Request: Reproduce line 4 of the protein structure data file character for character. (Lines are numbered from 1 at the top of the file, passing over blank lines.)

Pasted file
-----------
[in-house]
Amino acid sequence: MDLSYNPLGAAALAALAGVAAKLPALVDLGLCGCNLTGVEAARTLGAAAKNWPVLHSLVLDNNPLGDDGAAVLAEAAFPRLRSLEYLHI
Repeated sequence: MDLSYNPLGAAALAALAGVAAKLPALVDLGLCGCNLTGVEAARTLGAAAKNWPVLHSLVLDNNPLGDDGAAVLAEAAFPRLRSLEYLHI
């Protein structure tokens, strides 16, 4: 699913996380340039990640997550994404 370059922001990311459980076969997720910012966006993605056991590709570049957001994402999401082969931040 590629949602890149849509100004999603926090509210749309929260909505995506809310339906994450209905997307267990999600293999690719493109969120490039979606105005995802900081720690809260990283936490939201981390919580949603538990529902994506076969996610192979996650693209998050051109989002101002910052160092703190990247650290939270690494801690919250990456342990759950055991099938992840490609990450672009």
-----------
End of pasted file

């Protein structure tokens, strides 16, 4: 699913996380340039990640997550994404 370059922001990311459980076969997720910012966006993605056991590709570049957001994402999401082969931040 590629949602890149849509100004999603926090509210749309929260909505995506809310339906994450209905997307267990999600293999690719493109969120490039979606105005995802900081720690809260990283936490939201981390919580949603538990529902994506076969996610192979996650693209998050051109989002101002910052160092703190990247650290939270690494801690919250990456342990759950055991099938992840490609990450672009």